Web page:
Water by cobaltfish
Grassroots Movement In Coconino County, Arizona
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Think they can do it? Visualize this: A low-income, mobile home studded, rural community in Northern Arizona that, in perpetuity, is provided with potable water from a water Well it owns and operates.
The vision is really not that far-fetched. After all, the Northern Arizona landscape you're visualizing did start out that way a long time ago. The only difference is that when LaVaun Harenberg owned the 800 acres surrounding the Well he had dug into the aquifer in 1987, the water he provided to his acreage was not potable and he was the only resident there. Today in 2013, the water provided from that Well is still not potable. But, now, over 500 families take water from that Well. Many refuse to drink it, but some do, and the ones who don't drink it bathe in it. Bathing in it amounts to almost the same as drinking it.
Since Harenberg's initial splitting and selling of his land holdings, the Well's vitality has become more pronounced. That is because in this arid Northern Arizona region, boasting about 9.5 in of precipitation each year, more and more people are relying on the Well for water. Many people moved into the area because they knew the Well was there. And in reliance thereon, they bought cattle, sheep, pigs, goats, and fowls, and planted trees. Harenberg had foreseen how important the Well would be to the future owners of his land and so he made certain that whoever purchased it, would, at the purchaser's expense, perpetually provide the community with water. However, Harenberg failed to foresee that his provisions could not prevent selfish developers from fulfilling the provisions by providing the community with less than promised and only at his convenience, not theirs.
The people of Alpine Ranches, more commonly referred to as the "Forties", (acreage originally sold in 40acre parcels) are coming together to reclaim Harenberg's Well for the community. The present owner, a bankrupt corporation, Agra Technologies, has a judgment lien against it by the State Corporation Commission in the amount of 16.25 Million Dollars. In addition, a "Forties" area developer has leased the Well and its appurtenances and is attempting to buy them with the intention to sequester one of the holding tanks and develop the property for the furtherance of his own private money making scheme.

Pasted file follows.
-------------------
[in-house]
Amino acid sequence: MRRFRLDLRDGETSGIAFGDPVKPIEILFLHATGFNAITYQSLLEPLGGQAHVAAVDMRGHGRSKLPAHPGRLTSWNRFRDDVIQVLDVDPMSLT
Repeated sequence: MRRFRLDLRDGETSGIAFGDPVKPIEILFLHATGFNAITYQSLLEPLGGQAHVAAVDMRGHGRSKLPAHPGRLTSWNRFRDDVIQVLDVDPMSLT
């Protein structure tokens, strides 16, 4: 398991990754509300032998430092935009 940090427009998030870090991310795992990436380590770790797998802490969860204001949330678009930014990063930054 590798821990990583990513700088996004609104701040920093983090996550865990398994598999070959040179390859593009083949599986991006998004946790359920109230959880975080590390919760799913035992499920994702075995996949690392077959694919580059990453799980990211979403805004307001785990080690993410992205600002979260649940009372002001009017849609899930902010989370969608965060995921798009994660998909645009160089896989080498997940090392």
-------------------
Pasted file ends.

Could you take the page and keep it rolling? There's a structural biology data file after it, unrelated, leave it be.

For a number of months the Well was open from 7AM-7PM, Mon-Sat. with the hours of operation posted there. Since January 2013, these business hours have fluctuated with no advance communication to the community. Community residents find out the hours of operation by "word of mouth" or when they go to the well for water, find no one there and track down the manager, i.e. if they're lucky. Often, community residents will man the water station, fully donating their time. So what does it matter to the lessee if these donors open and close the station at their own convenience? His interest is in making money not in providing water to the community.
The Well's lessee, Star School Director, owns another Well located at the Star School. That Well had tapped into the same aquifer directly across the street from the community Water Station. But, because the community Well is more powerful, this lessee/developer intends, among other things, to reserve water from it for the purpose of fire suppression at his charter school. Alpine Ranchers say to the developer, "No way! Why should we step aside and allow anyone to line his pockets, bank accounts and stock portfolios with our lifeblood? The only reason he's not using his own Well for fire suppression is because he can make more money using ours. He wants to sell us our water. Instead, we should be selling our water to him and then we, not he, can become the business and job creators in our own community!"
The Alpine Ranches community has undertaken a grassroots movement to block the sale of the Water Station to this developer; bring back its control and management to the people and make the water potable. The move will bring Alpine Ranches back to the "New, Improved" original intention of LaVaun Harenberg -- that [potable] water always be accessible to the community which farms, ranches and lives on this beautiful, but dry, Northern Arizona land.
And as Grace Thompson, Treasurer, Alpine Ranches Water Commission puts it, "I know how much clout money has today and I also know that this community is low-income but we're going to win this case. We're going to win because not only do we have the law but we also have the Lord on our side."
Alpine Ranchers will be posting a Water Commission Constitution very soon. Anyone interested in learning more about this issue and this community and its Well is asked to view their Internet website at www.alpinerancheswater.com
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